Decolonizing 68: Soul!
Open Television & Queer Black TV
Aymar Jean Christian & Karina Griffith
As 2018 marks the fiftieth anniversary of 1968, we take this opportunity to engage with the student movement of the 1960s from decolonial, post-migrant and feminist perspectives. Under the title Decolonizing 68 we realize a series of talks, screenings and encounters together with the artist, curator und filmmaker Karina Griffith who works on this topic during her Studio Grant at District. The aim is to question the production of history and to (re)tell the movements of that time from the perspectives of its anti-colonial, diasporic-feminist and Black organizations. For the co-production of artistic research and public debate throughout the year 2018 an intersectional alliance – including the art spaces District Berlin, alpha nova & galerie futura and Arsenal Gallery Poznan as well as Peggy Piesche, Gunda-Werner-Institut, and the project Art of the Revolt // The Revolt of Art, Offenes Haus der Kulturen Frankfurt/Main – was founded under the working title Decolonizing 68. Together we want to counter the ongoing marginalization of these histories – the resistances and political demands they carry – within the constantly reproduced narrations of ’68’. And we ask the question: how can we decolonize 1968 if 2018 has not been decolonized yet?
alpha nova & galerie futura
Am Flutgraben 3, 12435 Berlin
Friday, 1 June, 7pm
Lessons from ’68: Soul!, Open Television & Queer Black TV
Screening and talk with Aymar Jean Christian (co-founder of Open TV) and Karina Griffith
Soul music and Black Power Solidarity: Afro-American culture played an important role in different fields of counter and pop culture of West Germany in the 1960s. Fifty years after 1968 Black Americans find themselves fighting for their right to live under a proto-fascist state. Just as Dr. King started to question the American empire before his tragic assassination, so must we now question the state and major institutions about how they are developing the lives and work of all people. Join OTV | Open Television, a Chicago-based platform for intersectional television, as they premiere queer black TV and question why corporate media in the United States continually fails to represent the beauty and diversity within Black communities. OTV was inspired by Soul! (1968-1973) one of the first, groundbreaking Black-produced series that showcased Black art and political discourse from the national TV debuts of Earth Wind and Fire to intense discussions with the likes of Stokely Carmichael, Nikki Giovanni, and James Baldwin. Just as during the first civil rights movement, the media remains a powerful tool for affecting political and social change.
alpha nova & galerie future
Am Flutgraben 3, 12435 Berlin
Sat, 2 June, 12am – 4pm
Web Series Clinic: Queer Black TV
Workshop with Aymar Jean Christian (co-founder of Open TV)
In 1962, a group of young German filmmakers came together at the Oberhausen film festival to articulate their demands for more support and distribution for their films. Inspired by the demands of the Oberhausen Manifesto, in this intimate exchange we want to ask what would a manifesto for Black, independent filmmaking look like today? Funding, resources and distribution channels for independent films – in this web content clinic with Open TV co-founder Aymer Christian, participants will get tailored advice on how to bring audiences to their internet-based media. Open TV is the Chicago-based web channel that hosts and supports POC-authored web series, including the much-watched “Brown Girls”.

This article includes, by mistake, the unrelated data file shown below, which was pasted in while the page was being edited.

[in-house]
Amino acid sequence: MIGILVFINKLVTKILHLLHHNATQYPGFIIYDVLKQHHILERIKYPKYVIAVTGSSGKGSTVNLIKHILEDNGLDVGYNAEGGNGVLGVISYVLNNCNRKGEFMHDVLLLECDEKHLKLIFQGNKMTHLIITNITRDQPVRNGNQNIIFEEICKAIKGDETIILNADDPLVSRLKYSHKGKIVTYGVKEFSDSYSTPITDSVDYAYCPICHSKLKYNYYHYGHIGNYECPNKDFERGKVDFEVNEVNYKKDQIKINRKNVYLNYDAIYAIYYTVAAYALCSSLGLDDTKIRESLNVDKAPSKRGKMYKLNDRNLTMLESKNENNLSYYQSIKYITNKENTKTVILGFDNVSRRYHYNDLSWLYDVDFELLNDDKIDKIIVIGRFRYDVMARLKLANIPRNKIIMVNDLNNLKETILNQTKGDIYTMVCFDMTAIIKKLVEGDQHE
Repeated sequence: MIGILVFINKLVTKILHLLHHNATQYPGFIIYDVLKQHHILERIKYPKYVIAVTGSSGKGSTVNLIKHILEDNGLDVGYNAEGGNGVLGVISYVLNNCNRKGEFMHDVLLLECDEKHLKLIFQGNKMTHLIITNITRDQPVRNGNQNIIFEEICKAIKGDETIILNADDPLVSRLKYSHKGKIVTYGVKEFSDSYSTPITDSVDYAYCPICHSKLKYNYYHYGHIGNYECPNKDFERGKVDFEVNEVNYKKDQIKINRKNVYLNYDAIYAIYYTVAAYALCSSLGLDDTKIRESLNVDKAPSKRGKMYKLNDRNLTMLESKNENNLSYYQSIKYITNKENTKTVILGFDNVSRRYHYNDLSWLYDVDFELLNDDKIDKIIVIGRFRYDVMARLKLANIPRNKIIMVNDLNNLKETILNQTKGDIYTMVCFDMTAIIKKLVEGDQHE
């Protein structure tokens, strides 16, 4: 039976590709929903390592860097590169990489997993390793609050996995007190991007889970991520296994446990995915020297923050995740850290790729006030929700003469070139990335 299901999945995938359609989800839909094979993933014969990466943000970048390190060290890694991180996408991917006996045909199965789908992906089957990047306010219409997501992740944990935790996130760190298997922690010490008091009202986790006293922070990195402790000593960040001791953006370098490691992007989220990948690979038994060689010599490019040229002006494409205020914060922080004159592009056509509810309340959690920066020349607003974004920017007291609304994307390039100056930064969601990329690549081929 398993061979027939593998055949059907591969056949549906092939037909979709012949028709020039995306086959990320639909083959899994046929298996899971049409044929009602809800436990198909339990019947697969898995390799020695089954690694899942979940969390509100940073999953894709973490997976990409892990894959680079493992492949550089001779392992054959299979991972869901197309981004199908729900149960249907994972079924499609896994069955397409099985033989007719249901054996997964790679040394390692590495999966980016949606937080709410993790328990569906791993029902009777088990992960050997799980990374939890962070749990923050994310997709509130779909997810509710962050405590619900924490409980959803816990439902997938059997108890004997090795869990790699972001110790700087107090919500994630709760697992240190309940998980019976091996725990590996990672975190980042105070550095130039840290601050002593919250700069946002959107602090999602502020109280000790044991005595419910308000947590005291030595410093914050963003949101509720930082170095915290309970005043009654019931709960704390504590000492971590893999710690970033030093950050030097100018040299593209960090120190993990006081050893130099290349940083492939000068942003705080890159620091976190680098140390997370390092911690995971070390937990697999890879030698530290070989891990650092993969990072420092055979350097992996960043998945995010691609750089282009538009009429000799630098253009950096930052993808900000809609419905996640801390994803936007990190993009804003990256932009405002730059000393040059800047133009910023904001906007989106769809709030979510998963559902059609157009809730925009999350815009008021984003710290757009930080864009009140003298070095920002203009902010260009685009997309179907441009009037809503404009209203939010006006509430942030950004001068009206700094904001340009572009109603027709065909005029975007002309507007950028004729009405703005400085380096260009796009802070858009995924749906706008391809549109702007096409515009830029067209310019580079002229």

The Clinic is aimed at female identified, non-binary and trans* artists with an interest in and/or experience with film and video practice. Black women* and women* of color will be prioritized in the registration process due to limited available space. We request your binding registration by Wednesday, 30 May 2018 via the following e-mail address: firstname.lastname@example.org
Saturday and Sunday, 2 June + 3 June, 2 – 6pm
Karina Griffith: Repair + Crude Processions
Screening in the frame of Malzwiese summer festival
Entrance fee for Malzwiese: 18 Euro (per day), 30 Euro (combi ticket 48 hours)
More info: www.malzwiese.de
1968 was a global event as were the developments, which have brought the different revolutionary movements of that time into being. Karina Griffith’s film Repair (2017) gives an insight into what has happened during these years in Guyana. Guyana, the Northern mainland of South America where Griffith’s family comes from, is often considered part of the Caribbean region because of its strong cultural, historical, and political ties. When Guyana gained independence from British colonial rule in 1966, the United States government feared the country would become another communist stronghold. Covert CIA interventions drove so many people out that it is now estimated more Guyanese live outside the country’s borders than within them. Repair shows how human and organic structures long to reunite.
Colonialism, neo-colonialism and racism were significant topics in the 1960s and are still inscribed in German society today. In Crude Processions (2013) two “movements of people”: the carnival practices in Buenos Aires and Cologne and the forced migration of Africans across the Atlantic are confronted. Since 1929, the “Original Negerkoepp E.V.” have participated in Cologne carnival in blackface, with the sole explanation of parody and “good fun.” The film takes us across the Atlantic, from the festivities in Cologne to the ports of Salvador de Bahia, Montevideo and Buenos Aires. Crude Processions is a non-verbal exploration of the filmmaker’s reaction to witnessing blackfacing in Germany: one of confusion, fear, anger and compassion.
Funded by Landeszentrale für politische Bildung.